- Three novels in English translation by Nora Ikstena (Latvia), Hamid Ismailov (Uzbekistan) and Olga Tokarczuk (Poland) shortlisted for €20,000 prize
- Winner announced on 7 March 2019
Three novels have been announced as finalists in the 2019 EBRD Literature Prize, created by the London-based European Bank for Reconstruction and Development (EBRD). The Prize celebrates the very best in translated literature from the almost 40 economies where the Bank invests, from Morocco to Mongolia, and from Estonia to Egypt.
The three shortlisted finalists for this year’s Prize are:
- Soviet Milk by Nora Ikstena, translated from Latvian by Margita Gaelitis (Peirene Press).
- The Devil’s Dance by Hamid Ismailov, translated from Uzbek by Donald Rayfield (with John Farndon) (Tilted Axis Press).
- Drive Your Plough Over the Bones of the Dead by Olga Tokarczuk, translated from the Polish by Antonia Lloyd-Jones (Fitzcarraldo Editions).
The EBRD Literature Prize 2019 will be awarded to the best work of literary fiction originally written in a language from one of the 38 economies where the Bank invests, translated into English and published by a UK publisher. The winner will receive the top prize of €20,000, split evenly between the author and the translator, and the two runner-up titles will receive €2,000, similarly divided.
The winner - both author and translator - will be announced at an award ceremony at the EBRD’s headquarters at One Exchange Square, London, on 7 March 2019. Register here.
Rosie Goldsmith, Chair of the Judges, said:
“With The Devil’s Dance, Drive Your Plough Over the Bones of the Dead and Soviet Milk you have three bold and beautiful works of fiction which represent the world of literature today. As judges, choosing three from our perfect and popular longlist of ten felt like a betrayal, but in these three novels, spanning eastern Europe, the Baltics and Central Asia, you have a wide world distilled - and we couldn’t be more thrilled. Samantha, Ted, Gabriel and I hope you’ll enjoy reading them as much as we did: the William Blake-loving, funny and furious eco-warrior Polish vegetarian; a painful mother-daughter novel struggling through decades of Soviet suppression in Latvia, and, the first-ever novel translated from Uzbek into English, replete with poetry and magical, tragical tales from Central Asia. Each novel is wonderfully different but they all share the ability to reflect their own culture as well as telling universal stories to touch us all. The three authors and three translators are already major voices in their own cultures and languages. We hope passionately that the EBRD Literature Prize can also help promote them and literature in translation here in the UK.”
Colm Lincoln, Deputy Secretary General of the EBRD, said: “There was an impressive list of entries this year, covering almost all the Bank’s regions and multiple languages, and our independent judging panel had to work very hard to reach this decision. The panel has selected truly outstanding examples of literary fiction which represent the diversity of culture and uniqueness of countries where the EBRD invests. We congratulate our nominated writers and translators and look forward to learning more about these three extraordinary books at our award ceremony on Thursday, 7 March.”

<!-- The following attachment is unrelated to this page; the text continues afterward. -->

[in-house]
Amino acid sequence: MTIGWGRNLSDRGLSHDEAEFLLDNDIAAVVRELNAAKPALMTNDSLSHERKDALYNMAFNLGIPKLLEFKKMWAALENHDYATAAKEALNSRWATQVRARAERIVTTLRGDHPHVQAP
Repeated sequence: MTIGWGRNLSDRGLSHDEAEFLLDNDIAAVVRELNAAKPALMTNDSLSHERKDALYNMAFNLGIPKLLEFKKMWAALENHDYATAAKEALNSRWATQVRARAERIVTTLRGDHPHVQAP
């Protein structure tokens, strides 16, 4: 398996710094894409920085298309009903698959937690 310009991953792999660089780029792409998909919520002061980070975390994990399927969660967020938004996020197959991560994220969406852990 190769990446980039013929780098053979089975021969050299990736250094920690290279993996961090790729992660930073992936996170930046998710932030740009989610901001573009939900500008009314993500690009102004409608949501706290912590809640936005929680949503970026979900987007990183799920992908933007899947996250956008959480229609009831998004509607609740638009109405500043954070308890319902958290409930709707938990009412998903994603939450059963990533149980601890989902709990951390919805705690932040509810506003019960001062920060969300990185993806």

About the Judges
Rosie Goldsmith (Chair of the Judging Panel) is an award-winning journalist specialising in arts and foreign affairs. In twenty years at the BBC, she travelled the world and presented several flagship programmes. Rosie is a linguist and has lived in Europe, Africa and the USA. Today she combines journalism with chairing and curating literary events and festivals for leading cultural organisations. Known as a champion of international literature, translation and language learning, she promotes them whenever she can. She is Founder and Director of the European Literature Network.
Gabriel Gbadamosi is a poet, playwright, and novelist. His London novel Vauxhall (2013) won the Tibor Jones Pageturner Prize and Best International Novel at the Sharjah Book Fair. He was AHRC Creative and Performing Arts Fellow at the Pinter Centre, Goldsmiths, a Judith E. Wilson Fellow for Creative Writing at Cambridge University and Royal Literary Fund Fellow at City & Guilds of London Art School. He was a presenter of the arts and ideas programme Night Waves on BBC Radio 3, a director of Wasafiri magazine for international contemporary writing. His first play Stop and Search was recently performed at the Arcola Theatre, London. Visit his website.
Ted Hodgkinson is an editor, critic, writer and Head of Literature and Spoken Word at the Southbank Centre, where he oversees the seasonal literature programme, as well as the prestigious London Literature Festival. He has previously judged the BBC National Short Story Award (2016), the British Book Awards (Debut of the Year, 2016) and the Costa Book Awards (Poetry, 2012). He co-edited, with Icelandic author and poet Sjón, the first anthology of Nordic short stories in English, The Dark Blue Winter Overcoat and other stories from the North (Pushkin Press, 2017), to critical acclaim. In 2017 he was named in The Bookseller’s list of the 100 most influential people in publishing.
Samantha Schnee is the Founding Editor of Words Without Borders, dedicated to publishing the world's best literature translated into English. She previously worked for Andrew Wylie as his assistant, then for Francis Coppola, launching his literary magazine, Zoetrope: All-Story. Her most recent translation from Spanish, of Mexican author Carmen Boullosa's TEXAS: THE GREAT THEFT (Deep Vellum, 2014), was shortlisted for the PEN America Translation Prize and won the Typographical Era Translation Award. She currently serves as secretary of the American Literary Translators Association. She also chairs PEN America’s Heim Translation Grants jury and is a trustee of English PEN.